5. Bad driving mechanic

Is driving that important to mention it separately? Well, for a game like PUBG probably not that is 1/100th the size of Wildlands, but Ghost Recon Wildlands is a colossal game that requires you to move from region to region either by car, motorbike or helicopter. While the helicopter was acceptable, driving in a car was a painful experience. Besides the unjustified frame drops to the 40’s I got with my GTX 1080, the driving itself was atrocious. Having been used to driving in GTAV, the jump to Wildlands was painful. The steering was extremely bad, the handbrake would screw you if enemies followed you and the overall driving experience left much to wish for.

For a full review of Ghost Recon Wildlands, take a look at this link.


Ubisoft Games in 2018

Ubisoft is a company that learned from its mistakes and re-invented themselves in 2018. Newest games like Assassins Creed Origins and Far Cry 5 are interesting and fun to play, loaded with great content only overshadowed by the games’ repetitive game mechanics, which can not be altered in any way. For example, Far Cry 5 is still a Far Cry game and has to oblige you to do some things repeatedly, however, the diversity of missions filled with creativity makes the game enjoyable. Ubisoft’s older releases like Rainbow Six Siege, Ghost Recon Wildlands, and even The Division are continuously updated with new content and are worth revisiting. An exciting upcoming Ubisoft game is Assassins Creed Odyssey. Based on the same game engine as Origins, Ubisoft will let us explore the beauty of ancient Greece in the era of the Peloponnesian war and put us right in the middle of the conflict between Athenians and Spartans at that time.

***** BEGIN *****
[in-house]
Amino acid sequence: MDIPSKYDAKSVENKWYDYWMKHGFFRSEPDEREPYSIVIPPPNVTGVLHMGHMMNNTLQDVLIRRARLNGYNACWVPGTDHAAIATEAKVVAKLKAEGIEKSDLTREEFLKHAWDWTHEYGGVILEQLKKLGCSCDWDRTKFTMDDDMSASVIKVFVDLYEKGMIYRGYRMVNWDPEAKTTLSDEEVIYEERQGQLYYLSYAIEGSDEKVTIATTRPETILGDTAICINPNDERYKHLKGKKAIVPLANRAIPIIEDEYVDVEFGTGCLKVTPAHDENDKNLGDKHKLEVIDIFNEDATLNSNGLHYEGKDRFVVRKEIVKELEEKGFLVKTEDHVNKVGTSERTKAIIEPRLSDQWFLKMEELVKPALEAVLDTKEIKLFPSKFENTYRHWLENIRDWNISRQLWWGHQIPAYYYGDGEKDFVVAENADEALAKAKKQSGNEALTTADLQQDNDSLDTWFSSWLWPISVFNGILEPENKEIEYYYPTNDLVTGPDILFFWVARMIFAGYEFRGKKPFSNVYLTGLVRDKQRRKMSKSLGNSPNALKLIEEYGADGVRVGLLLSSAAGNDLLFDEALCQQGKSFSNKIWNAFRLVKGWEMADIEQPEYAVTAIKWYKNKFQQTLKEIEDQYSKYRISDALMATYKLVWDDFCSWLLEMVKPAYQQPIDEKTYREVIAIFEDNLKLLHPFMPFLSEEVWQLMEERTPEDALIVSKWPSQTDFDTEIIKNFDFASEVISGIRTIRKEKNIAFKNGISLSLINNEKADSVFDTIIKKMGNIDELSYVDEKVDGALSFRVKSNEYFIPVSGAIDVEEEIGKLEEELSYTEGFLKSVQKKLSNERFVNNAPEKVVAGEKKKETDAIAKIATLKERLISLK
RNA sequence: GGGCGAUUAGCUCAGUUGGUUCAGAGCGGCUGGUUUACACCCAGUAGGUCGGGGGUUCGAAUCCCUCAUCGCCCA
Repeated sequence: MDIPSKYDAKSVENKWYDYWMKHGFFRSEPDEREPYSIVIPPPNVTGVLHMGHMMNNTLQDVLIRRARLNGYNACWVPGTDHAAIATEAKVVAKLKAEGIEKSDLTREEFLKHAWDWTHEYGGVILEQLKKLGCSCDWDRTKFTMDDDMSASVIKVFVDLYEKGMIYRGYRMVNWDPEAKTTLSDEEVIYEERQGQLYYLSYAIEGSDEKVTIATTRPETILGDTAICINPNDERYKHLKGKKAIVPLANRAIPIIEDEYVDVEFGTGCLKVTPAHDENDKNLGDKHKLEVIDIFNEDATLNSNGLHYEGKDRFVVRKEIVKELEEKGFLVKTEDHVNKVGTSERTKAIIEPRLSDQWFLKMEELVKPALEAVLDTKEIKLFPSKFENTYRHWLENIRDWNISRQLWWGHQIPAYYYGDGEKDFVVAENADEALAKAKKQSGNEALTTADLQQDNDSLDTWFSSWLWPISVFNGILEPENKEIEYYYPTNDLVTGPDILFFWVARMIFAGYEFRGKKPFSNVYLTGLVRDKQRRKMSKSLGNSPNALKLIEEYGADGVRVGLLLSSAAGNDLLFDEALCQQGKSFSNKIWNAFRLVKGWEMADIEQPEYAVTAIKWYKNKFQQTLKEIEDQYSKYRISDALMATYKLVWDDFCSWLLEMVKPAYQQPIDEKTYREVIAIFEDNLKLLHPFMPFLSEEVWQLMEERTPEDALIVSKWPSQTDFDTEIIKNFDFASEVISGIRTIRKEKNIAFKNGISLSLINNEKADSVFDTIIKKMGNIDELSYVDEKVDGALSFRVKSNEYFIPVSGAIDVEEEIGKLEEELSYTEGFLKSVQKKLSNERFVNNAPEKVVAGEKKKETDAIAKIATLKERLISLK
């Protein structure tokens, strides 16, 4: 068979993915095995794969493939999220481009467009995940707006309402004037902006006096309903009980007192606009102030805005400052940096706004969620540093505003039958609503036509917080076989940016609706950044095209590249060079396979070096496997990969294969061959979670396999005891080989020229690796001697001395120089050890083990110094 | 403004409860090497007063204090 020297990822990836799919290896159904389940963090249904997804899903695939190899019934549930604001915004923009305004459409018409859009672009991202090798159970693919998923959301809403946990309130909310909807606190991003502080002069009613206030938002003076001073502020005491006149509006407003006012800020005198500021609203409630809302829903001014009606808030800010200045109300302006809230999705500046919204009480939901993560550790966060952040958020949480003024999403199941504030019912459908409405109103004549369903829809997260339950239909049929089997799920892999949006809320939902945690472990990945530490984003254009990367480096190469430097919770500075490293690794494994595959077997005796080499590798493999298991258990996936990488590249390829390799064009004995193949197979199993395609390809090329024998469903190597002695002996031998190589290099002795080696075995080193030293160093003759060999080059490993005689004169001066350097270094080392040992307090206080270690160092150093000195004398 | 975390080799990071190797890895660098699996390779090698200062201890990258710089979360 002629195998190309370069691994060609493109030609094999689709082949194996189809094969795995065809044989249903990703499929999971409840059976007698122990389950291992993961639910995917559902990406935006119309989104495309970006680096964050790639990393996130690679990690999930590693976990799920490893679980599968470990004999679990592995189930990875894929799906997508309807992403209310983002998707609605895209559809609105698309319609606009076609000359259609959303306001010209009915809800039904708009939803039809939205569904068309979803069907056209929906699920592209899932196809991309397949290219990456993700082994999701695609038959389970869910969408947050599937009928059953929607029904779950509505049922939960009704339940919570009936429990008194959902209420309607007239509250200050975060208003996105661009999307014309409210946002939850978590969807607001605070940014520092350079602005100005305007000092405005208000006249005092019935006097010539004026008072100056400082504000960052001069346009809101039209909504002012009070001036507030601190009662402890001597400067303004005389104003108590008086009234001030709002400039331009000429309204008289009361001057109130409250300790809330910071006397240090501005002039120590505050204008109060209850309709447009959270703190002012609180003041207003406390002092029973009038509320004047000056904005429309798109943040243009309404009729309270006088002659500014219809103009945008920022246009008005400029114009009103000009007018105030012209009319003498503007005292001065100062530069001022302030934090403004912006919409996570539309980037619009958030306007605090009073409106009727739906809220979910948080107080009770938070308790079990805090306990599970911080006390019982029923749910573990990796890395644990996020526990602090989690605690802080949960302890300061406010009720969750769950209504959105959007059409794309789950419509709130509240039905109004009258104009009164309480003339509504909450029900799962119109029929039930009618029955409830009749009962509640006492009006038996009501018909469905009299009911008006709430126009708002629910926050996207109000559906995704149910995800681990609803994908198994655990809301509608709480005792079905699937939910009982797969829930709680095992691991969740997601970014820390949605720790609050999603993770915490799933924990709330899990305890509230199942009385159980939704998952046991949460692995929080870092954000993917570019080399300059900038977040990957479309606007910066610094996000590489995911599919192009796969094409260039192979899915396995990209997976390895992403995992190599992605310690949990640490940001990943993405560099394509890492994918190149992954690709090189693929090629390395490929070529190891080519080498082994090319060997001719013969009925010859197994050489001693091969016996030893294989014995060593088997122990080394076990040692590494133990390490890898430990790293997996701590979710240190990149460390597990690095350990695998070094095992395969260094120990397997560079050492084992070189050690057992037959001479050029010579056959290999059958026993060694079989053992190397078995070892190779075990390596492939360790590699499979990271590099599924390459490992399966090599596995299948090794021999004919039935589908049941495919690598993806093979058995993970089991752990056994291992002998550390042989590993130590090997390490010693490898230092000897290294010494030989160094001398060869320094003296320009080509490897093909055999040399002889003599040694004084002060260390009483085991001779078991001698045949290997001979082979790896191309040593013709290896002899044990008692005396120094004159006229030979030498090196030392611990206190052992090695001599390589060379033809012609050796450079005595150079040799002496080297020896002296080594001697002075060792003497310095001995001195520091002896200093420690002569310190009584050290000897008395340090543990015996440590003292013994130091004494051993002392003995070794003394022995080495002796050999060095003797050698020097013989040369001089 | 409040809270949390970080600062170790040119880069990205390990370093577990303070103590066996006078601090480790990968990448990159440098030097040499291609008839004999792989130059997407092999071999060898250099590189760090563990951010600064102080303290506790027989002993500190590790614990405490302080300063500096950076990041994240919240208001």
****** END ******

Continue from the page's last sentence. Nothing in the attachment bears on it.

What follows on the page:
For more details on Assassins Creed Odyssey, CLICK HERE


For a full review of Far Cry 5, CLICK HERE

Ubisoft games in 2018 are in a much better place than they were a few years ago. A company that used to create beautiful but uninteresting games transformed into a company that started innovating again and putting their heart and soul into both new and old releases. Ubisoft should be seen as an example for other prominent game publishers (EA anyone?) and are the living proof that you can make profit as a company while still delivering great games that gamers enjoy. Making money and keeping fans satisfied is possible and Ubisoft just proved that by changing their business model and making their games interesting again.


What is your opinion on Ubisoft games? Do you enjoy what they have come up within 2018 or do you avoid their games completely? Leave a comment in the comment section below.